But according to Lehr, the name itself isn’t the only thing that differs from the United States’ game. Lehr said that the mindset in general is completely different.
“With regard to soccer, the game is very different. In the U.S., the style of play is very aggressive and very direct, and here in Spain the style is more geared toward maintaining the ball and having individual ball skills,” Lehr said.
Lehr also gets to learn about other cultures all over the world, as well. She said the students within the program are very diverse. This year, they have had students from Algeria, Russia, India, Canada, France, Australia, Libya, Mexico and Romania.
Lehr said she will stay with the EduKick Madrid program through the 2014-2015 academic year. During her stay, she will also study to earn a master’s degree in sports business management.
Lehr’s advice for young women and female athletes: “Find what your passions are, and then figure out a way to apply them to your career and daily life,” she said. “Playing sports teaches you so much, such as discipline, motivation, time management, dedication and responsibility, and if you can continue on with your sport and or work in that department, take advantage of it.”
June 12th 2014
Allegheny backstroke specialist Joan Lange made big waves in 1976 when she became one of the first two women to win an NCAA Postgraduate Scholarship – as a captain of the Gator men’s swim team, six years before the Association began sponsoring competition for women.
She and SMU diver Christine Loock each received a $1,500 scholarship, joining 862 men who had been honored in the then 12-year-old program.
Lange put the funds to good use, graduating with honors from the Dartmouth School of Medicine in 1979, and she eventually became a prominent consultant to companies and international travelers on threats posed around the world by outbreaks of diseases.
But Lange made her first splash athletically, when she capped her freshman year with a sixth-place finish in the 100-yard backstroke at the Presidents’ Athletic Conference championships – making her the first woman to score at the meet.
A year later, Allegheny began sponsoring a women’s swim team, but Lange opted to continue competing with the men. Through her career, she collected 14 first-place finishes in dual meets and placed in the PAC – the league in which the current North Coast Athletic Conference school competed at the time – all four seasons.
Alongside those athletics honors, she maintained a near-perfect grade-point average at Allegheny and was active in campus activities, including serving as Panhellenic vice president. Her classmates took notice, electing her homecoming queen. She was escorted at her coronation by teammate Marty Pfinsgraff, a Division III all-American swimmer and her future husband.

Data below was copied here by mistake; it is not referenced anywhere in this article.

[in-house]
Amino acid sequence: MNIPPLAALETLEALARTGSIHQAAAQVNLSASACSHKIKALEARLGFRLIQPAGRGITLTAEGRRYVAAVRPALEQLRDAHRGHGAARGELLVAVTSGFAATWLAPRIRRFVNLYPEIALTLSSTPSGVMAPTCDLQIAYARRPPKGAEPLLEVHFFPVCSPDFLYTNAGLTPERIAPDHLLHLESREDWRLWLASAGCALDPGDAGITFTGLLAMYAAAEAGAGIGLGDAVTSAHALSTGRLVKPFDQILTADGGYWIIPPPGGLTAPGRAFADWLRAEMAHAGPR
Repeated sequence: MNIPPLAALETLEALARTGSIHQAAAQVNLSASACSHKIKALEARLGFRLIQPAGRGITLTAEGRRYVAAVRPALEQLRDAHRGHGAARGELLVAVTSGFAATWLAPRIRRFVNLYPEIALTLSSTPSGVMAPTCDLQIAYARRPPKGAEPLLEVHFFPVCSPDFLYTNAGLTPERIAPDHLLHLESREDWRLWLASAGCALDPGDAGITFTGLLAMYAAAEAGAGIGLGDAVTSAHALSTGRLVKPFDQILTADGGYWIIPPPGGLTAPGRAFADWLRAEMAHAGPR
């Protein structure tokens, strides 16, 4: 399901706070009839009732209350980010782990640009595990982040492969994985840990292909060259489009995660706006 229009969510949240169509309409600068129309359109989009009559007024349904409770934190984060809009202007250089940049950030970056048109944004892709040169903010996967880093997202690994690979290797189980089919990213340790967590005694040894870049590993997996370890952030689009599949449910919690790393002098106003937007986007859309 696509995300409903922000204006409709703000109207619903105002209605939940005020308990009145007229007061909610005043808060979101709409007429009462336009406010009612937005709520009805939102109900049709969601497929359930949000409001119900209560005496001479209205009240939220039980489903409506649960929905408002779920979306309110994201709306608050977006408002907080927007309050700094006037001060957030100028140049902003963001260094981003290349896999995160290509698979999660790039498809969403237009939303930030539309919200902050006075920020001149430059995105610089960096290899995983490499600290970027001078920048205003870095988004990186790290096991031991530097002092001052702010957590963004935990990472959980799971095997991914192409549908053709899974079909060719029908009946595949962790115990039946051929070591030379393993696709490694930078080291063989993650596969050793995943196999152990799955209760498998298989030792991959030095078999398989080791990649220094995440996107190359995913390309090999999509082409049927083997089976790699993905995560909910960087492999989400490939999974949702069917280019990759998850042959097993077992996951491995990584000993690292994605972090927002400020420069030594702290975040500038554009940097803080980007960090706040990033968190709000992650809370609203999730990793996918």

For the past five years, she has served as an independent medical consultant, describing herself in a biography as interested in “bringing innovative therapies to patients who have serious health problems and few therapeutic options.” She previously was director of health intelligence for iJet, where she helped clients cope with such travel health risks as SARS, avian influenza and H1N1 pandemic influenza.
The Pfinsgraffs remain prominent at their alma mater, supporting participation by Allegheny students in science internships.
Joan Pfinsgraff also remains active athletically at age 60, participating in U.S. Masters Swimming as a member of the Terrapin Masters Club. She swept backstroke events for her age group in March at the Carol Chidester Memorial Swim Meet in Maryland and again in April at the Colonies Zone Championships in Virginia.
Today, 87 women annually receive NCAA Postgraduate Scholarships, along with 87 men. The program seeks to identify “individuals whose dedication and effort are reflective of those characteristics necessary to succeed and thrive through postgraduate study in an accredited graduate degree program.”
There isn’t much doubt – after a career in intercollegiate athletics that remains noteworthy four decades later, as well as academic success and professional achievement – that the first woman scholarship recipient in Division III lived up to expectations.
May 2nd 2014
Head Women’s Basketball Coach Kate Costanzo was invited to present at the 7th Annual College Sport Research Institute’s Conference on College Sport at the University of South Carolina from April 23-25. Costanzo presented with Dr. Ryan Costanzo of Mount Aloysius College on the topic of faculty mentorship in NCAA Division III Athletics.